Consider a real symmetric matrix $A\in\mathbb{R}^{n \times n}$. The associated quadratic form $x^T A x$ is a convex function on all of $\mathbb{R}^n$ iff $A$ is positive semidefinite, i.e., if $x^T A x \geq 0$ for all $x \in \mathbb{R}^n$.

Now suppose we have a convex subset $\Phi$ of $\mathbb{R}^n$ such that $x \in \Phi$ implies $x^T A x \geq 0$. Is $x^T A x$ a convex function on $\Phi$ (even if $A$ is not positive definite)? Of course, the answer in general is "no," but we can still ask about the most inclusive conditions under which convexity holds for a given $A$ and $\Phi$. In particular I'm interested in the question:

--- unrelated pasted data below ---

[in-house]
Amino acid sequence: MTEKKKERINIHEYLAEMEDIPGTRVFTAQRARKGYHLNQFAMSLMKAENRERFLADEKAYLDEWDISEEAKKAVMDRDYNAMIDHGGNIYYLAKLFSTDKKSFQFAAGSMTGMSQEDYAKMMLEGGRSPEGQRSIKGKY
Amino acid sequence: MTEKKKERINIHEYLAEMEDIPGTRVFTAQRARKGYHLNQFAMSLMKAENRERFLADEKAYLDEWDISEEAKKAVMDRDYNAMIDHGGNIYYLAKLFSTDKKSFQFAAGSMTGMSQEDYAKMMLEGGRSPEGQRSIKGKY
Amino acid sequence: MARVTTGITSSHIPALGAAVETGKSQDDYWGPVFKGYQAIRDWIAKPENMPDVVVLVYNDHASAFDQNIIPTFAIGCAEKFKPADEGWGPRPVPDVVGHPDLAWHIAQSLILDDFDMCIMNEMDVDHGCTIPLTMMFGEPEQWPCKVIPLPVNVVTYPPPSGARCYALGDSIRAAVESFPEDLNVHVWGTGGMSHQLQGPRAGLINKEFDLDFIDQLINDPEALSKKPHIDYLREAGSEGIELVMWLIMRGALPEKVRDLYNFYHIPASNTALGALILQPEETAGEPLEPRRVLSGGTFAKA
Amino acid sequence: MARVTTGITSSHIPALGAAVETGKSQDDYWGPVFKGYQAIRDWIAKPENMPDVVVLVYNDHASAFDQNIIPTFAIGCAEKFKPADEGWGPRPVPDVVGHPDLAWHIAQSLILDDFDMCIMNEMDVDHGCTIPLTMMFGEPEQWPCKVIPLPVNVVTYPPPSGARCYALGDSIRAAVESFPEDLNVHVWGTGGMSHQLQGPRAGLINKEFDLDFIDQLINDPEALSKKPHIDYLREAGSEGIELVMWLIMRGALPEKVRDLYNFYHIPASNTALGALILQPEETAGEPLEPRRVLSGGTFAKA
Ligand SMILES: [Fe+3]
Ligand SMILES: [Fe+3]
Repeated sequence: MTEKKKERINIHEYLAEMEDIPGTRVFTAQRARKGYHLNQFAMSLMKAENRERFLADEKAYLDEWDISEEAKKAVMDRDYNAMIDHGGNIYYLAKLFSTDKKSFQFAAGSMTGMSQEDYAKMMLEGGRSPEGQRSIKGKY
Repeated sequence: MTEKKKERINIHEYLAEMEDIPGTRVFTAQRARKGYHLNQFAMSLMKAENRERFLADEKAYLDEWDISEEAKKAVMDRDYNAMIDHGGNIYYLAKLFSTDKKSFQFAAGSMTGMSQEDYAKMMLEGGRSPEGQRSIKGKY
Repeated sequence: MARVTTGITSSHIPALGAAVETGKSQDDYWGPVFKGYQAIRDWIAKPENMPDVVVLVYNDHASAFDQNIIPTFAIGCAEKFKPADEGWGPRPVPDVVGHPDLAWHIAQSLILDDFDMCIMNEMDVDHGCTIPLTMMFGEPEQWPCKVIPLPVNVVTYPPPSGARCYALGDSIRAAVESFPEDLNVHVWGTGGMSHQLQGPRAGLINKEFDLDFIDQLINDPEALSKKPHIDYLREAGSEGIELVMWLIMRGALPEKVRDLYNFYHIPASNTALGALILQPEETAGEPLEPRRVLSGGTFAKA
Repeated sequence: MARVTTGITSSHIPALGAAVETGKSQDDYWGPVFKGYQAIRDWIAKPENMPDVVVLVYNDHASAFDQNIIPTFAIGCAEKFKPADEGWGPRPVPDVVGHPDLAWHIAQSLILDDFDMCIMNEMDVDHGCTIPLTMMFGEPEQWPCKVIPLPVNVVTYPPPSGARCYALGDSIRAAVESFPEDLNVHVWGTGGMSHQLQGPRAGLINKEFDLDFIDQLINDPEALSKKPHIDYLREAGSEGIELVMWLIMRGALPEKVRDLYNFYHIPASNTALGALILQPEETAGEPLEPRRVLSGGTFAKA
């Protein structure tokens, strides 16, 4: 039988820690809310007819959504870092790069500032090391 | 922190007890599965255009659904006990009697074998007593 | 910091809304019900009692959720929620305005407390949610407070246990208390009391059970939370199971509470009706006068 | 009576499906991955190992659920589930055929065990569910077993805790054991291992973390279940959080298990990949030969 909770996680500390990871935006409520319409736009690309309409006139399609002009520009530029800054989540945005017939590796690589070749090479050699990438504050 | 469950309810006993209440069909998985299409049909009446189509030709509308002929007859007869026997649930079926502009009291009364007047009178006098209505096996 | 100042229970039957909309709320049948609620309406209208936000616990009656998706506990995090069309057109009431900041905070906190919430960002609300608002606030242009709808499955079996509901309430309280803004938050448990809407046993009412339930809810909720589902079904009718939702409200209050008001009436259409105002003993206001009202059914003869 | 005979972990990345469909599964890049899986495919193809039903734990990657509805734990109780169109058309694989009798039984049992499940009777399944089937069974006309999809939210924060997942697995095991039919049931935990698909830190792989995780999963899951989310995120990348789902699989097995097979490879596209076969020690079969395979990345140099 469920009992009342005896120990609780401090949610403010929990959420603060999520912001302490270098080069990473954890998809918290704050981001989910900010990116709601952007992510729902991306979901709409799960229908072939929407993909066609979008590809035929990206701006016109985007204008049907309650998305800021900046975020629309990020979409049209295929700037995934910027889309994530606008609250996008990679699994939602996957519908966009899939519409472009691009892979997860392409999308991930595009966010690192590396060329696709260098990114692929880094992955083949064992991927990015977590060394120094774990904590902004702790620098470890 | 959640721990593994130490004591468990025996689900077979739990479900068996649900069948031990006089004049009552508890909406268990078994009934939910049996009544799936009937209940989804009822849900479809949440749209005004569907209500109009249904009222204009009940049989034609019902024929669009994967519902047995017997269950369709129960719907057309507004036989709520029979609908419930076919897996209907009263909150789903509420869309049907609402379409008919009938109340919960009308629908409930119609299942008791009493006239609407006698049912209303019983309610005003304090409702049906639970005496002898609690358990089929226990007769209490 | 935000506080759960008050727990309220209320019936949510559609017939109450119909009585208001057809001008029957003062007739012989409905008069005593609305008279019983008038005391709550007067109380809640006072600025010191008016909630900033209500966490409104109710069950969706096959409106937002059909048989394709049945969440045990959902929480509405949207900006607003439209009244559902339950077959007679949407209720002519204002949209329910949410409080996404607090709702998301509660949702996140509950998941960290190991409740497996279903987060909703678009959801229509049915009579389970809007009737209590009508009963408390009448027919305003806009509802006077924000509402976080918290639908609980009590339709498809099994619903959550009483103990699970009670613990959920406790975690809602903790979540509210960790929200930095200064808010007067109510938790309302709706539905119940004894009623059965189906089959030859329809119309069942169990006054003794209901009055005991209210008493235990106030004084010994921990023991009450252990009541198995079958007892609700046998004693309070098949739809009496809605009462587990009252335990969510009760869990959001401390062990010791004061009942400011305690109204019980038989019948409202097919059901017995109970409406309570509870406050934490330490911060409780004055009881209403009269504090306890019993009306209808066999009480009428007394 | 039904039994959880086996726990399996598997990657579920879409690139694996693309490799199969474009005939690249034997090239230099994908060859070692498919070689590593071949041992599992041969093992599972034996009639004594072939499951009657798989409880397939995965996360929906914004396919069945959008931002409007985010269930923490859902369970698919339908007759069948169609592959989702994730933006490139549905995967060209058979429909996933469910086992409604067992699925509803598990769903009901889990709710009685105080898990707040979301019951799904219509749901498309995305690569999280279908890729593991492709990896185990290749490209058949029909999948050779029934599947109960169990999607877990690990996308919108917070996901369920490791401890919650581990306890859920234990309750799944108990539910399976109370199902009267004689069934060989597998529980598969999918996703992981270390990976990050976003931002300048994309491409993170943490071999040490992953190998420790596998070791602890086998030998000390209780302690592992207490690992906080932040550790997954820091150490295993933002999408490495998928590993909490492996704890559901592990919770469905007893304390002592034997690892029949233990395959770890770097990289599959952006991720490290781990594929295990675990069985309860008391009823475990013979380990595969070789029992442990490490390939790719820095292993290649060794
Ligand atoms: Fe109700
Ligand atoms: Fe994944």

**Suppose we have a quadratic form $Q:\mathbb{R}^{n \times n} \rightarrow \mathbb{R}$. What is the weakest condition on $Q$ that guarantees it will be convex when restricted to the set of positive semidefinite matrices?**